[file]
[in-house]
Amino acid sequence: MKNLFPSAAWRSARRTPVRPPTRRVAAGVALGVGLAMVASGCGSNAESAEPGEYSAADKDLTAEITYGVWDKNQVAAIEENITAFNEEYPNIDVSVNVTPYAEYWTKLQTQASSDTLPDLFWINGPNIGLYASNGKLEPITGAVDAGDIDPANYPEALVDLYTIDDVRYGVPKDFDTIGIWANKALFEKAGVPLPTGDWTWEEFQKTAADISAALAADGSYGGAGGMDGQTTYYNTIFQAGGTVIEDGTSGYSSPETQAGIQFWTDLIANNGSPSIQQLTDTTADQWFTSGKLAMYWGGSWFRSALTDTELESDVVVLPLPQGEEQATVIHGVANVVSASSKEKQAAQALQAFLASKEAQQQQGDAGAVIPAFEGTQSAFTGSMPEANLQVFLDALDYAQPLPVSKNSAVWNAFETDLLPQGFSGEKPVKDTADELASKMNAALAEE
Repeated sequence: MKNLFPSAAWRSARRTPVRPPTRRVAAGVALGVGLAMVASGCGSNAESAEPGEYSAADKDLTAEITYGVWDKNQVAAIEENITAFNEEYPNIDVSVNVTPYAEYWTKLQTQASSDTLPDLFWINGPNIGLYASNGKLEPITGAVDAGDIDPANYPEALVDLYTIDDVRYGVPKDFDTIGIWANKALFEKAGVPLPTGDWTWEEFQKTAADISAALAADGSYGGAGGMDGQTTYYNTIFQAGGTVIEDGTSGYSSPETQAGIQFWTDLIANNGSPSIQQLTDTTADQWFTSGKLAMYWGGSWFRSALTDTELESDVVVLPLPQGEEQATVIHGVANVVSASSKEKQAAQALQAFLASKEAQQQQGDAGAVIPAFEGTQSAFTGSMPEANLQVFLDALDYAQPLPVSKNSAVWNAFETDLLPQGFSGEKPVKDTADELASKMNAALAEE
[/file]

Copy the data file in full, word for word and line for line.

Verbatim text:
[in-house]
Amino acid sequence: MKNLFPSAAWRSARRTPVRPPTRRVAAGVALGVGLAMVASGCGSNAESAEPGEYSAADKDLTAEITYGVWDKNQVAAIEENITAFNEEYPNIDVSVNVTPYAEYWTKLQTQASSDTLPDLFWINGPNIGLYASNGKLEPITGAVDAGDIDPANYPEALVDLYTIDDVRYGVPKDFDTIGIWANKALFEKAGVPLPTGDWTWEEFQKTAADISAALAADGSYGGAGGMDGQTTYYNTIFQAGGTVIEDGTSGYSSPETQAGIQFWTDLIANNGSPSIQQLTDTTADQWFTSGKLAMYWGGSWFRSALTDTELESDVVVLPLPQGEEQATVIHGVANVVSASSKEKQAAQALQAFLASKEAQQQQGDAGAVIPAFEGTQSAFTGSMPEANLQVFLDALDYAQPLPVSKNSAVWNAFETDLLPQGFSGEKPVKDTADELASKMNAALAEE
Repeated sequence: MKNLFPSAAWRSARRTPVRPPTRRVAAGVALGVGLAMVASGCGSNAESAEPGEYSAADKDLTAEITYGVWDKNQVAAIEENITAFNEEYPNIDVSVNVTPYAEYWTKLQTQASSDTLPDLFWINGPNIGLYASNGKLEPITGAVDAGDIDPANYPEALVDLYTIDDVRYGVPKDFDTIGIWANKALFEKAGVPLPTGDWTWEEFQKTAADISAALAADGSYGGAGGMDGQTTYYNTIFQAGGTVIEDGTSGYSSPETQAGIQFWTDLIANNGSPSIQQLTDTTADQWFTSGKLAMYWGGSWFRSALTDTELESDVVVLPLPQGEEQATVIHGVANVVSASSKEKQAAQALQAFLASKEAQQQQGDAGAVIPAFEGTQSAFTGSMPEANLQVFLDALDYAQPLPVSKNSAVWNAFETDLLPQGFSGEKPVKDTADELASKMNAALAEE